Aristotle's Theory of Bodies

Aristotle's Theory of Bodies

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Description

Christian Pfeiffer explores an important, but neglected topic in Aristotle's theoretical philosophy: the theory of bodies. A body is a three-dimensionally extended and continuous magnitude bounded by surfaces. This notion is distinct from the notion of a perceptible or physical substance. Substances have bodies, that is to say, they are extended, their parts are continuous with each other and they have boundaries, which demarcate them from their surroundings.
Pfeiffer argues that body, thus understood, has a pivotal role in Aristotle's natural philosophy. A theory of body is a presupposed in, e.g., Aristotle's account of the infinite, place, or action and passion, because their being bodies explains why things have a location or how they can act upon each other.
The notion of body can be ranked among the central concepts for natural science which are discussed in Physics III-IV.

The book is the first comprehensive and rigorous account of the features substances have in virtue of being bodies. It provides an analysis of the concept of three-dimensional magnitude and related notions like boundary, extension, contact, continuity, often comparing it to modern conceptions of it. Both the structural features and the ontological status of body is discussed. This makes it significant for scholars working on contemporary metaphysics and mereology because the concept of a
material object is intimately tied to its spatial or topological properties.
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Product details

  • Hardback | 240 pages
  • 163 x 241 x 20mm | 514g
  • Oxford, United Kingdom
  • English
  • 0198779720
  • 9780198779728
  • 1,790,554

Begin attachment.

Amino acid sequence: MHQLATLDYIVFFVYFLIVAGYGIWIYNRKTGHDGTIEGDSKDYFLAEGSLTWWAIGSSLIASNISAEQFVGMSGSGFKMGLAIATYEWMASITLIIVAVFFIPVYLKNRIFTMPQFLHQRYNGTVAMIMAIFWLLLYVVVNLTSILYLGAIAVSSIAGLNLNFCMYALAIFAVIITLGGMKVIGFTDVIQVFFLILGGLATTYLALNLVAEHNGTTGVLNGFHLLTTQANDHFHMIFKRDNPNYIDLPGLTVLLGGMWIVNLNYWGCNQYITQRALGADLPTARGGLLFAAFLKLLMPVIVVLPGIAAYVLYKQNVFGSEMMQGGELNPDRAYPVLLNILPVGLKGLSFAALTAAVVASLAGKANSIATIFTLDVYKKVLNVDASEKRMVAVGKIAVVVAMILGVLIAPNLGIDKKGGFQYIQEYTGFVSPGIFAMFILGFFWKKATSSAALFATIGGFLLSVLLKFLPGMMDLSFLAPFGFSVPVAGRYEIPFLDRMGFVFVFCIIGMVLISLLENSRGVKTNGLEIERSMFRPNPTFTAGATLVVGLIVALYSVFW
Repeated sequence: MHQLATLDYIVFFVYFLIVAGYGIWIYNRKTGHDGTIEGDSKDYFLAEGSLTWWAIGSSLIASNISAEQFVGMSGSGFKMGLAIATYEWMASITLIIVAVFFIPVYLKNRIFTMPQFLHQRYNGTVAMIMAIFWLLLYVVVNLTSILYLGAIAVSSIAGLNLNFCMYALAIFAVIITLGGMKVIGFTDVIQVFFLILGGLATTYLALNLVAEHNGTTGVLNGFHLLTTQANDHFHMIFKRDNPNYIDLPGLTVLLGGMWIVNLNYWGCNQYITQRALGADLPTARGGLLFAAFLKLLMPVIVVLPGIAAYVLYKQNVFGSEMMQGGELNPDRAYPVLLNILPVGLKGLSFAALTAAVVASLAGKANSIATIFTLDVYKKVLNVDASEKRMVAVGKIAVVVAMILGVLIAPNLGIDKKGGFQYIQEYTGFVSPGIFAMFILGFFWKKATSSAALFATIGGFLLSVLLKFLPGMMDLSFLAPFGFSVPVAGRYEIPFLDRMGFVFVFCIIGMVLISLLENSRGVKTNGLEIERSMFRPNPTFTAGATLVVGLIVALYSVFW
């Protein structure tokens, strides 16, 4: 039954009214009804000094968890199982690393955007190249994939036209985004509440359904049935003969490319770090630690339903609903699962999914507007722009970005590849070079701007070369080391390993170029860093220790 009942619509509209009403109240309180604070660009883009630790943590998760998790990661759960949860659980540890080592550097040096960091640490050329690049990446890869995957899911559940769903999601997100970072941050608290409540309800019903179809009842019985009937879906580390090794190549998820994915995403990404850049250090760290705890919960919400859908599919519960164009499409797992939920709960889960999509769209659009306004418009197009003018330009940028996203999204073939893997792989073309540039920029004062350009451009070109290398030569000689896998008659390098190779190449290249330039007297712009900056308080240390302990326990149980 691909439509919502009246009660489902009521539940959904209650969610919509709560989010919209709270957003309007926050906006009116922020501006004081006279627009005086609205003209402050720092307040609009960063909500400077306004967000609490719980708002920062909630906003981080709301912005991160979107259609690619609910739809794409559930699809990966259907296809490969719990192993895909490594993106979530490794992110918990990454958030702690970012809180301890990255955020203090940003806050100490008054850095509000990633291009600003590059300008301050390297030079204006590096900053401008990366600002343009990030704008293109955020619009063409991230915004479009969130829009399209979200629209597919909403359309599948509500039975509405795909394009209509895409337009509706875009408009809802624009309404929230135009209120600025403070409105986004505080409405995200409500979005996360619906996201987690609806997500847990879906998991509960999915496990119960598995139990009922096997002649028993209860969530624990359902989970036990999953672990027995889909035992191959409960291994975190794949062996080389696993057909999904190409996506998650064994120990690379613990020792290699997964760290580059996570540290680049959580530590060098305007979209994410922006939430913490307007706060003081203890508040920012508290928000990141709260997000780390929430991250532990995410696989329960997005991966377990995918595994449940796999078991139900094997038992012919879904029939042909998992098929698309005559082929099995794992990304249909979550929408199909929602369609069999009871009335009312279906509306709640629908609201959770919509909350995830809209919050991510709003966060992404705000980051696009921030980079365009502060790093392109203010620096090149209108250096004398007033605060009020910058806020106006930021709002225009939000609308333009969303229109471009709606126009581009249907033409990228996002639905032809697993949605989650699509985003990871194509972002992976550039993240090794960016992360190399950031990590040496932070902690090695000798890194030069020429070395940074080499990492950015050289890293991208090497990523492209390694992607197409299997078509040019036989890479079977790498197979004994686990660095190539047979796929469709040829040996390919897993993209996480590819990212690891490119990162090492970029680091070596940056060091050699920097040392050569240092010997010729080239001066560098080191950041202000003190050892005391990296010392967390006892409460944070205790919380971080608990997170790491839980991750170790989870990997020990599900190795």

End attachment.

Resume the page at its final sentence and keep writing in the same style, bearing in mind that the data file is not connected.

Table of contents

1: Introduction
Part I: Putting the Theory of Bodies in its Place
2: A Remark on the Notion of Body
3: Body in the Context of Physical Science
4: Mathematics and Physical Science
Part II: The Theory of Bodies
5: Body in Categories 6
6: A Topological Conception of Bodies
7: Contact and Continuity
8: Conclusions
Part III: Appendices
A: Metaphysics V.13
B: A List of the Propositions
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Review Text

Anyone interested in Aristotle's natural philosophy and metaphysics should read this book. Scott O'Connor, Journal of the History of Philosophy
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Review quote

Anyone interested in Aristotle's natural philosophy and metaphysics should read this book. * Scott O'Connor, Journal of the History of Philosophy * While this study firmly belongs to the history of philosophy, Pfeiffer makes a compelling case for treating Aristotle as an ancient forerunner to the modern metaphysical study of mereotopology. Pfeiffer deftly shows how Aristotle can engage with moderns on issues ... This book is, therefore, of interest not only to historians of philosophy but also to modern metaphysicians ... Pfeiffer accomplishes the major goal of his project * Sean M. Costello, Bryn Mawr Classical Review *
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About Christian Pfeiffer

Christian Pfeiffer studied Philosophy and Ancient Greek at the Humboldt University Berlin, the Free University Berlin, and the University of Edinburgh. He received his Magister Artium in 2008. For his Ph.D he studied, as a doctoral fellow of TOPOI, at the Humboldt-University of Berlin and, as a visiting student, in Princeton. His research interests are in ancient philosophy, in particular Aristotle. He is also interested in contemporary metaphysics and philosophy of
language.
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